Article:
Mark Kelly will win Arizona’s Senate race, NBC News forecast on Friday, and flip the 2020 election seat for Democrats.
As of noon, Kelly had a 3.4 percentage point lead over Republican Senator Martha McSally, 51.7% to 48.3%, with 91% of the total vote counting. Kelly has won 1,600,332 votes to date, an advantage of 103,133 votes over McSally, whose total number stands at 1,497,199 votes.
The anticipated victory would make Arizona the third state to change hands a Senate seat this year after the Democrats won GOP-controlled Colorado and Republicans promoted Democratic-owned Alabama.
Both parties will have at least 47 seats for the next Congress.
Kelly, 56, is a retired Navy captain and astronaut. He is married to former MP Gabby Giffords, who survived a shot in the head in 2011. Giffords later became the leader of the Movement to Prevent Gun Violence.
McSally, 54, also has a military background and served in the Air Force for more than 25 years, becoming the first woman to fly a fighter jet in combat.
Kelly has kept a head start on McSally in almost every poll since he first entered the race. This reflects what both Democratic and Republican strategists identified as his overall strength as a candidate.
Kelly’s campaign also boosted McSally’s, despite both contestants raising record sums for a political race in Arizona. By September 30, Kelly had raised a total of $ 82.8 million for his campaign, compared with $ 50.9 million raised through the McSally campaign.
During his campaign, Kelly extolled his political independence through any ties to the Democratic Party. After decades of independence, Kelly registered as a Democrat for the first time in 2018.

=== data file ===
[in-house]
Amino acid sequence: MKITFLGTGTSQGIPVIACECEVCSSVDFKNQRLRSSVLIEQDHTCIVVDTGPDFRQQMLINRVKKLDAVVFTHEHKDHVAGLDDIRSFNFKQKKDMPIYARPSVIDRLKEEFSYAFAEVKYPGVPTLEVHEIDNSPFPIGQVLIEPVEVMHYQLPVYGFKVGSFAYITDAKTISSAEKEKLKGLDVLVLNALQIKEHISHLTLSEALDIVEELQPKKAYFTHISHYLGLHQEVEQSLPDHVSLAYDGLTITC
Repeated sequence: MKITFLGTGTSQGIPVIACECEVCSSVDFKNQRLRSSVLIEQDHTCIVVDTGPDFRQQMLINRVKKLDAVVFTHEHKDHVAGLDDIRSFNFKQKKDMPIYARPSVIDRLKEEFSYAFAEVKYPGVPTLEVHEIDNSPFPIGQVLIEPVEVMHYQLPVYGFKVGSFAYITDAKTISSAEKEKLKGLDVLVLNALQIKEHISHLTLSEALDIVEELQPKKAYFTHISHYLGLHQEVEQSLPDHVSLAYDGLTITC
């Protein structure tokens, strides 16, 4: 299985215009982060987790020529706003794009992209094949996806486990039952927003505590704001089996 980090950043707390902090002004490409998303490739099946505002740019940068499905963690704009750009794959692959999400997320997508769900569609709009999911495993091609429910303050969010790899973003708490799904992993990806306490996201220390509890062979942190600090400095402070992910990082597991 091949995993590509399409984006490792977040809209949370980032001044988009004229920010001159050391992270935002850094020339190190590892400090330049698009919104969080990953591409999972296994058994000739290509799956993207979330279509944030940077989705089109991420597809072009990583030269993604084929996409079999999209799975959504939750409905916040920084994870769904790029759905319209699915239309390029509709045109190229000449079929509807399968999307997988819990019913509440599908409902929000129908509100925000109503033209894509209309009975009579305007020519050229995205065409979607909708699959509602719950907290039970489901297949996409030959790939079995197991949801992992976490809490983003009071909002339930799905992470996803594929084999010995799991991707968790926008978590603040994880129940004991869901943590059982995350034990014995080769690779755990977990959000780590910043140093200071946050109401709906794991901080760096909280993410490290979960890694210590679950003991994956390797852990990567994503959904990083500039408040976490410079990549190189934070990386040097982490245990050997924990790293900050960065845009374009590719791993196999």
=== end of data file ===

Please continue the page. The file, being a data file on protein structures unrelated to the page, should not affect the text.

US President Donald Trump watches Senator Martha McSally (R-AZ) speak at a Make America Great Again campaign rally on October 19, 2020 in Prescott, Arizona.
Caitlin O’Hara | Getty Images
McSally has meanwhile fully accepted her party’s standard bearer: President Donald Trump. But Trump’s divisive record and insistence that Republicans in Congress reflect his positions on any issue made it much harder for moderate Republicans to form victorious coalitions of voters that year.
Arizona has a long history of electing moderate Republicans to state office, particularly in the US Senate. The late Senator John McCain, whose seat remains to be occupied by McSally and Kelly, represented Arizona in the Senate more than 30 years before his death in 2018.
But Arizona’s political hue has shifted from red to purple in recent years, partly due to the growth of Hispanic voters. In the state’s largest county, Maricopa, 31% of the population are Latino, and in the past four years, Maricopa county has twice as many voters as Democrats than Republicans.
Another factor influencing the politics of the state is a large influx of newcomers. As of 2016, the number of people who have moved to Arizona is estimated at 300,000, and a quarter of them are from California, the most politically liberal state in the country.
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